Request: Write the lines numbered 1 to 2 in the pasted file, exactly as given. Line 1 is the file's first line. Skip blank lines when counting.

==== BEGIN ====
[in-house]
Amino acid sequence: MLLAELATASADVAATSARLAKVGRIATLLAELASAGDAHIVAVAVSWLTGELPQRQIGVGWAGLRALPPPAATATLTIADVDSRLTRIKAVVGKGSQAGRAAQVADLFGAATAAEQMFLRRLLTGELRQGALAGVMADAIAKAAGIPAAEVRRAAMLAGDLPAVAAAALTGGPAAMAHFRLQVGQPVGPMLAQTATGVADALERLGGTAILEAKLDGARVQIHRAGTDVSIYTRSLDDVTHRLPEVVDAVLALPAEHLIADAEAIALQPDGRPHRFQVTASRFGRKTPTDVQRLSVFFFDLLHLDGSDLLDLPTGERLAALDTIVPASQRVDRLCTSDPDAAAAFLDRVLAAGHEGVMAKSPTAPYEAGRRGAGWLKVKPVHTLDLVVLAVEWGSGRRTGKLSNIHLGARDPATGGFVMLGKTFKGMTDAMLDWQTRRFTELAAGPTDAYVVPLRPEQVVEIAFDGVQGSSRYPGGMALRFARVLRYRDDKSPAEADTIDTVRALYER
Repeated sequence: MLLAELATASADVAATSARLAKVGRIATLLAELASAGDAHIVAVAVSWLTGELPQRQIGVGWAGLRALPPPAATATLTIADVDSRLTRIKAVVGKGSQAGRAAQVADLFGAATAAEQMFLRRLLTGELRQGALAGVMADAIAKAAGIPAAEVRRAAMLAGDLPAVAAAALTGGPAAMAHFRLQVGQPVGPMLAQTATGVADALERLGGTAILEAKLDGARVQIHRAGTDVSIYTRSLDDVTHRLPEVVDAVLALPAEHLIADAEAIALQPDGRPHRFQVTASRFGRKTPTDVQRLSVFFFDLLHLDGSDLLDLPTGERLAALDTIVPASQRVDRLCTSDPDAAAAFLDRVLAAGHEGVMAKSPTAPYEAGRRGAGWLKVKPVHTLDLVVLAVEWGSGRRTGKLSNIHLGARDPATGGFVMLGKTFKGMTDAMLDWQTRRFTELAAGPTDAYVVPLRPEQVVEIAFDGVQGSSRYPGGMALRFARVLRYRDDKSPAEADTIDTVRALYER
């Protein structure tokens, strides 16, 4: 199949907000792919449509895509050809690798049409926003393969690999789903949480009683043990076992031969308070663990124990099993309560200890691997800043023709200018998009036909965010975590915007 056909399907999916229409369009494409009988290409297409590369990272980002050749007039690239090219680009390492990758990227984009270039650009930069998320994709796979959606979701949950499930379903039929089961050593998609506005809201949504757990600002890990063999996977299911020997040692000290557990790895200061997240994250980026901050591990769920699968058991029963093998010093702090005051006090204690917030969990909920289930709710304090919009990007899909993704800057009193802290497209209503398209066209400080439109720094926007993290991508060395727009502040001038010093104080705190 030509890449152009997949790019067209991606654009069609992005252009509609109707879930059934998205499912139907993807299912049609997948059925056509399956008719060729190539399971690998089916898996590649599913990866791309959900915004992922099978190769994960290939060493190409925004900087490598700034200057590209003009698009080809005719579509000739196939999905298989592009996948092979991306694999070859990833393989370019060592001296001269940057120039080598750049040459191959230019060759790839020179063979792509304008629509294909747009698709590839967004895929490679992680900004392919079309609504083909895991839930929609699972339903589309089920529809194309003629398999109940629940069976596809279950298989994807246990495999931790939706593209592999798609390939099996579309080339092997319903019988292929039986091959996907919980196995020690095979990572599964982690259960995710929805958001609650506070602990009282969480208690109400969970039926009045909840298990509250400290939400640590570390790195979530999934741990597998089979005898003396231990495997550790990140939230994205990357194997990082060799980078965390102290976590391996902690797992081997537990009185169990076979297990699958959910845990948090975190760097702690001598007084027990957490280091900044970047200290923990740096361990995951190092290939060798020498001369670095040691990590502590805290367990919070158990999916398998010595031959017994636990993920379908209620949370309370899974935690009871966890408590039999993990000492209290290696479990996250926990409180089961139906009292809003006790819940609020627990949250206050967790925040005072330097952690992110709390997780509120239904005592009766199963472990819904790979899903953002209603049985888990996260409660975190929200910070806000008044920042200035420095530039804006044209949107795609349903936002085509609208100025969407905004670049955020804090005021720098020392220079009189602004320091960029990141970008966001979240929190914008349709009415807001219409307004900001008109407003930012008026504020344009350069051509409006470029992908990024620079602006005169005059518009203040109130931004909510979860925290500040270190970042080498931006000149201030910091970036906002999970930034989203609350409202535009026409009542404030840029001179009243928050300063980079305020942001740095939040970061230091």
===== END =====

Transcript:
[in-house]
Amino acid sequence: MLLAELATASADVAATSARLAKVGRIATLLAELASAGDAHIVAVAVSWLTGELPQRQIGVGWAGLRALPPPAATATLTIADVDSRLTRIKAVVGKGSQAGRAAQVADLFGAATAAEQMFLRRLLTGELRQGALAGVMADAIAKAAGIPAAEVRRAAMLAGDLPAVAAAALTGGPAAMAHFRLQVGQPVGPMLAQTATGVADALERLGGTAILEAKLDGARVQIHRAGTDVSIYTRSLDDVTHRLPEVVDAVLALPAEHLIADAEAIALQPDGRPHRFQVTASRFGRKTPTDVQRLSVFFFDLLHLDGSDLLDLPTGERLAALDTIVPASQRVDRLCTSDPDAAAAFLDRVLAAGHEGVMAKSPTAPYEAGRRGAGWLKVKPVHTLDLVVLAVEWGSGRRTGKLSNIHLGARDPATGGFVMLGKTFKGMTDAMLDWQTRRFTELAAGPTDAYVVPLRPEQVVEIAFDGVQGSSRYPGGMALRFARVLRYRDDKSPAEADTIDTVRALYER